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Title: The Avon Valley in the fifth to mid-seventh centuries : contacts and coalescence in a frontier polity?
Author: Tompkins, Abigail
ISNI:       0000 0004 6493 8858
Awarding Body: University of Oxford
Current Institution: University of Oxford
Date of Award: 2017
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The study of bounded polities is dominated by research which focuses on those landscapes and those sites believed to lie at the territorial core, often overlooking the 'bounded' nature of these units. This research, in contrast, advocates that for a new perspective on the development of socio-political units, studies which concentrate on frontier zones should be prioritised. Consequently this thesis refocuses attention on the frontier zones between polities, proposing a methodology for working in and identifying frontier zones and promoting these areas as dynamic landscapes, integral to the emergence, development, and maintenance of socio-political units during the early medieval period. This methodology combines investigation of the distribution of distinct material culture, burial practices, and patterns of landscape use with an approach more frequently used by anthropologists – the identification of processes characteristic of frontier environments. The Avon Valley, the landscape through which the historically attested 7th century frontier between the Hwicce and Mercia ran, provides the ideal environment in which to explore the origins of early medieval polities. A dataset of 58 sites within this study area is analysed. The focus on the Avon Valley also aims to highlight the potential of this oft overlooked part of the country. It aims to show the wealth of archaeological and toponymic data available and the contribution this region can make to the study of the early medieval period. The results of this analysis demonstrate that the Avon Valley was divided into an eastern and western zone as early as the 5th and 6th centuries. This has direct implications for the later emergence of the kingdom of the Hwicce. It suggests that between these two zones lay an area of contact and coalescence. This evidence, along with conclusions drawn from comparative studies of placenames, the western Severn Valley, and the middle Trent Valley, was used to set forth two new models for kingdom formation. These models focus on the interactions between polities, foregrounding the significance of external relations alongside internal developments.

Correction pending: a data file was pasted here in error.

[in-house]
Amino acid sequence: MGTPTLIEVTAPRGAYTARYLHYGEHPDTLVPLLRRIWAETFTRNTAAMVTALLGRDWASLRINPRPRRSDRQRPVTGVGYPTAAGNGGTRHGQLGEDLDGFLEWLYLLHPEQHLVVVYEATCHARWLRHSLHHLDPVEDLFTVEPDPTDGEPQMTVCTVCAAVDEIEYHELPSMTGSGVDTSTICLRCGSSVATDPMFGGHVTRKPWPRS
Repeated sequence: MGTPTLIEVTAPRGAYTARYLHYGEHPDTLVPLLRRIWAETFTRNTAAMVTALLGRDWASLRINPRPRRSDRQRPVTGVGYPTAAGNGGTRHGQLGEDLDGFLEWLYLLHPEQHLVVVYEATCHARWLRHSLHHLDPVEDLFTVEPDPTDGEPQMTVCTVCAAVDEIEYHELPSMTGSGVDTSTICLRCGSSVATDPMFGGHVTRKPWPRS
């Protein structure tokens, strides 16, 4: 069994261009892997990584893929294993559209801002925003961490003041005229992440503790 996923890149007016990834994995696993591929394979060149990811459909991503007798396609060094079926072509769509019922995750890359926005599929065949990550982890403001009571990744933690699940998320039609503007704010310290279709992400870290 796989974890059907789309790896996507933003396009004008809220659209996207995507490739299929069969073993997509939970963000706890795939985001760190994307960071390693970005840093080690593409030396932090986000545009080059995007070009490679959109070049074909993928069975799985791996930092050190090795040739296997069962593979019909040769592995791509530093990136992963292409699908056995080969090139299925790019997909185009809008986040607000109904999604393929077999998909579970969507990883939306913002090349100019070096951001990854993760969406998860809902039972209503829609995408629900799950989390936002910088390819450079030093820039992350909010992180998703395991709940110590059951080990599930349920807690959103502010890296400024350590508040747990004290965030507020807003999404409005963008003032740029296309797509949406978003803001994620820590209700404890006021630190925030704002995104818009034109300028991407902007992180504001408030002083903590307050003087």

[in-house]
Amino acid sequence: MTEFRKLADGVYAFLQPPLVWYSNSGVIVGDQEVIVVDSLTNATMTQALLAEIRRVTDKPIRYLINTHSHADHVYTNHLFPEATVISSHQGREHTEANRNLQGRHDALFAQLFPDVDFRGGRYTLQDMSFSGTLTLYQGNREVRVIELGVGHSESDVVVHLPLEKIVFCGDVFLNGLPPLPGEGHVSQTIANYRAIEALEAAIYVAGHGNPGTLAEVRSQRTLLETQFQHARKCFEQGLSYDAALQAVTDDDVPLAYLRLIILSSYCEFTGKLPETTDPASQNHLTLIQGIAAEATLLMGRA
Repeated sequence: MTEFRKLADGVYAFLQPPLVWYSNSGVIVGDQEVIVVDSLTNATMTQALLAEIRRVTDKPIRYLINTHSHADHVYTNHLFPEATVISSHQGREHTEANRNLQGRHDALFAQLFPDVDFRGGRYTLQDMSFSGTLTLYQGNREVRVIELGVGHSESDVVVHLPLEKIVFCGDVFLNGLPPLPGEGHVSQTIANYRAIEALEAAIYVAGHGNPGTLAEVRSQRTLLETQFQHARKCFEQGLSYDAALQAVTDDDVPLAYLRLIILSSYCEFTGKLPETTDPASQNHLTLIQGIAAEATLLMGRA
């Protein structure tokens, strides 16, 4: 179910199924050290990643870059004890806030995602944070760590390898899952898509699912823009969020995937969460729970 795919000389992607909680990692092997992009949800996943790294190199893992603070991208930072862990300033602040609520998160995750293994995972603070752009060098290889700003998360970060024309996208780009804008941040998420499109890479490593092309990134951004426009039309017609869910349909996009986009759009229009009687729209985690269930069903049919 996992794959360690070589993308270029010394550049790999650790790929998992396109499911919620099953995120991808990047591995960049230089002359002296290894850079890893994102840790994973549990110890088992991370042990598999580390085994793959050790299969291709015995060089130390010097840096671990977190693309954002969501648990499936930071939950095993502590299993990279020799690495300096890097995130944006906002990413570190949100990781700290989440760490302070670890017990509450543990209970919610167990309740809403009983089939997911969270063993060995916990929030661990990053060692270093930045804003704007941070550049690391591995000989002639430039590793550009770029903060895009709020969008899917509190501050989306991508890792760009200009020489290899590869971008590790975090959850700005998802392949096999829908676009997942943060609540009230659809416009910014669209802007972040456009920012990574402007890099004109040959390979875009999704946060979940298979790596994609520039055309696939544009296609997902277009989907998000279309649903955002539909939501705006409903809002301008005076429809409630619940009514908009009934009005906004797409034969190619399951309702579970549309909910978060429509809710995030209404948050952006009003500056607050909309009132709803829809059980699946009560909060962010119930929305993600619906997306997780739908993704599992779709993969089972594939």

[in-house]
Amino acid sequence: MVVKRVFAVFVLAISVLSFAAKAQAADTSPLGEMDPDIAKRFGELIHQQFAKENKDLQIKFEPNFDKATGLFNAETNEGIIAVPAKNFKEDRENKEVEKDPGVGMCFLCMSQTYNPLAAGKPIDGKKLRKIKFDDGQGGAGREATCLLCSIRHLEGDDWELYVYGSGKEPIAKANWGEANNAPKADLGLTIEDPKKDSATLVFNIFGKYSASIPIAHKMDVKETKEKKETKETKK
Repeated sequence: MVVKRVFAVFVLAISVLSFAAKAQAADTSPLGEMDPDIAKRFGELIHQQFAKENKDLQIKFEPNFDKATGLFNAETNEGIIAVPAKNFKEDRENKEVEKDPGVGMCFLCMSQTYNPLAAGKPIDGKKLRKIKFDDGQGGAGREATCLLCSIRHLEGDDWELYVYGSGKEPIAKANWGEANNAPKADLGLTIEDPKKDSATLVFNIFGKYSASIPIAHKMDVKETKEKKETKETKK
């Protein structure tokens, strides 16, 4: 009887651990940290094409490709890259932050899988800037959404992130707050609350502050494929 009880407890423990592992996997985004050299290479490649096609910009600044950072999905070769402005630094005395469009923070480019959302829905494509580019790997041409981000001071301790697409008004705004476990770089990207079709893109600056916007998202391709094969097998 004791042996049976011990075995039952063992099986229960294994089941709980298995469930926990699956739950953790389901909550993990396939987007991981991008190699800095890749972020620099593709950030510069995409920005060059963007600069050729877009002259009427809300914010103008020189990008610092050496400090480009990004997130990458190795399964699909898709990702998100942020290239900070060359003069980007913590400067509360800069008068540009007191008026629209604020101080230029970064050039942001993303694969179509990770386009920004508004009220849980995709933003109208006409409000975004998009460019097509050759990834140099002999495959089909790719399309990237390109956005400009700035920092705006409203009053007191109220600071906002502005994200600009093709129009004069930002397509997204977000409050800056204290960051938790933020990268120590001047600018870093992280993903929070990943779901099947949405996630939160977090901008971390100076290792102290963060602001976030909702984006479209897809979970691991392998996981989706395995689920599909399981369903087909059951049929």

Supervisor: Hamerow, Helena Sponsor: School of Archaeology ; University of Oxford
Qualification Name: Thesis (Ph.D.) Qualification Level: Doctoral
EThOS ID:  DOI: Not available